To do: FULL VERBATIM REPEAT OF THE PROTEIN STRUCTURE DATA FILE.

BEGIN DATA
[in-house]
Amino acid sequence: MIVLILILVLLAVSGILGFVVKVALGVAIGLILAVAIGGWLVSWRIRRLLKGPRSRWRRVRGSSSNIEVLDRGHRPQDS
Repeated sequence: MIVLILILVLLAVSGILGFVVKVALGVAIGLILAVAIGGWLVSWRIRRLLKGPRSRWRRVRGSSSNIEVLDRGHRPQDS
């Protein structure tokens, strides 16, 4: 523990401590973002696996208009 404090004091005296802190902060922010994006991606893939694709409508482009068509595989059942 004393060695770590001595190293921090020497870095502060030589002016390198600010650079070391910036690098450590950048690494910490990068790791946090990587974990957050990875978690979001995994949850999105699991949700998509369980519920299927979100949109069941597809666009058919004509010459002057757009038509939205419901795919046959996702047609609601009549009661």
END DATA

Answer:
[in-house]
Amino acid sequence: MIVLILILVLLAVSGILGFVVKVALGVAIGLILAVAIGGWLVSWRIRRLLKGPRSRWRRVRGSSSNIEVLDRGHRPQDS
Repeated sequence: MIVLILILVLLAVSGILGFVVKVALGVAIGLILAVAIGGWLVSWRIRRLLKGPRSRWRRVRGSSSNIEVLDRGHRPQDS
């Protein structure tokens, strides 16, 4: 523990401590973002696996208009 404090004091005296802190902060922010994006991606893939694709409508482009068509595989059942 004393060695770590001595190293921090020497870095502060030589002016390198600010650079070391910036690098450590950048690494910490990068790791946090990587974990957050990875978690979001995994949850999105699991949700998509369980519920299927979100949109069941597809666009058919004509010459002057757009038509939205419901795919046959996702047609609601009549009661």